GOP plans to overhaul Medicare in Trump's first year, top lawmaker says

The plan may not change Medicare for individuals 'in or near retirement'

House Budget Committee Chair Tom Price (R-Ga.) on Thursday said lawmakers could pursue legislation to overhaul Medicare "within the first six to eight months" of President-elect Donald Trump's administration.

According to Price, who is rumored to be on Trump's shortlist for HHS secretary, Republican lawmakers could seek to change Medicare through the budget reconciliation process for the fiscal year 2018 budget. The process allows legislation to advance through the Senate on a simple majority vote, without being subject to a potential filibuster.

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According to The Hill, Price's comments mark the first time a House Republican leader has said lawmakers are considering fast-tracking legislation in 2017 to change Medicare.

It is unclear what kind of changes Republicans will seek to make, The Hill reports. However, House Ways and Means Committee Chair Kevin Brady (R-Texas), who is working on legislative text for the changes, indicated they could be similar to those House Republicans proposed in a policy paper, called "A Better Way," released earlier this year.

The paper called for transitioning Medicare to a "premium-support" model, under which Americans who qualify for Medicare would receive government assistance to purchase private health plans or traditional Medicare coverage. The plan would not change Medicare for individuals "in or near retirement," but would incentivize current Medicare beneficiaries to enroll in managed care plans. Further, the plan would gradually increase the age at which U.S. residents become eligible for Medicare from 65 to 67 for individuals born in or after 1960.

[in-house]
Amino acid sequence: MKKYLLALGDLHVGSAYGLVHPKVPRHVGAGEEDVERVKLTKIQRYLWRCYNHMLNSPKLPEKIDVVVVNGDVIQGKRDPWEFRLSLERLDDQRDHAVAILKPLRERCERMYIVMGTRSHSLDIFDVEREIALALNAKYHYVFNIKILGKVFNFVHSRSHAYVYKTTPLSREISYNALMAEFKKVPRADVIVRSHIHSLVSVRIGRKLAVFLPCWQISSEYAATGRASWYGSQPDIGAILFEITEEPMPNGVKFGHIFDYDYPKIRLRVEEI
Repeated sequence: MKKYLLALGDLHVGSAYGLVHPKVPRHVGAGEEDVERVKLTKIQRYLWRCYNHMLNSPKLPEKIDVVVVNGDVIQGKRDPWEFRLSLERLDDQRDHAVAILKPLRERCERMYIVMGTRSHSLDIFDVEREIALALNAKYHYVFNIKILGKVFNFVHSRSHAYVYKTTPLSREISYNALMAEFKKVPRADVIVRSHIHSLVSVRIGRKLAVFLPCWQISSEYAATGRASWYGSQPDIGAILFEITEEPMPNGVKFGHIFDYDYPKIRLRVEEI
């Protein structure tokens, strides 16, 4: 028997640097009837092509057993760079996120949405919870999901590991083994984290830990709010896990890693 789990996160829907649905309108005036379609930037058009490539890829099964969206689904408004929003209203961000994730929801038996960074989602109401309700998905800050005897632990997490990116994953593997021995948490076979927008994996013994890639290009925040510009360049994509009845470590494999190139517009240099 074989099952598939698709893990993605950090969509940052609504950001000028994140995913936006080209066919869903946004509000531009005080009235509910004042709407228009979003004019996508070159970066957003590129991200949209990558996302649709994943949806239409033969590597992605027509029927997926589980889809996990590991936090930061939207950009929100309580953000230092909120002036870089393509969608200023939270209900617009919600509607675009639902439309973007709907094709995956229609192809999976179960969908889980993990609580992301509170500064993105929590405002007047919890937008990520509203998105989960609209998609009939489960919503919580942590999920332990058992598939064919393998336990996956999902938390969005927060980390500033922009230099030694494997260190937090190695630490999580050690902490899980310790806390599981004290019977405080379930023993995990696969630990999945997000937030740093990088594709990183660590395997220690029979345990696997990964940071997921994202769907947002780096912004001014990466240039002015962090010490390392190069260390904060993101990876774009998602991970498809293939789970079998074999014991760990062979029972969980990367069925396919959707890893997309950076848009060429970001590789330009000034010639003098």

Brady said, "I'm not engaging on the procedure and the sequencing or timing of all of that, but we are, as we speak, writing the Medicare reforms to save Medicare that we included in our Better Way plan."

Trump's stance uncertain

Trump during the campaign "was notably unenthusiastic about significant reform of traditional entitlements," Advisory Board Chief Research Officer noted in a recent post.

Trump told Fox Business Network in May that he would keep Medicare "the way it is" if elected. Yet according to Trump's presidential transition website, the president-elect plans to "modernize Medicare, so that it will be ready for the challenges with the coming retirement of the Baby Boom generation—and beyond," making it unclear what plan Trump might support (Ferris, The Hill, 11/17; Mershon, CQ News, 11/17 [subscription required]).

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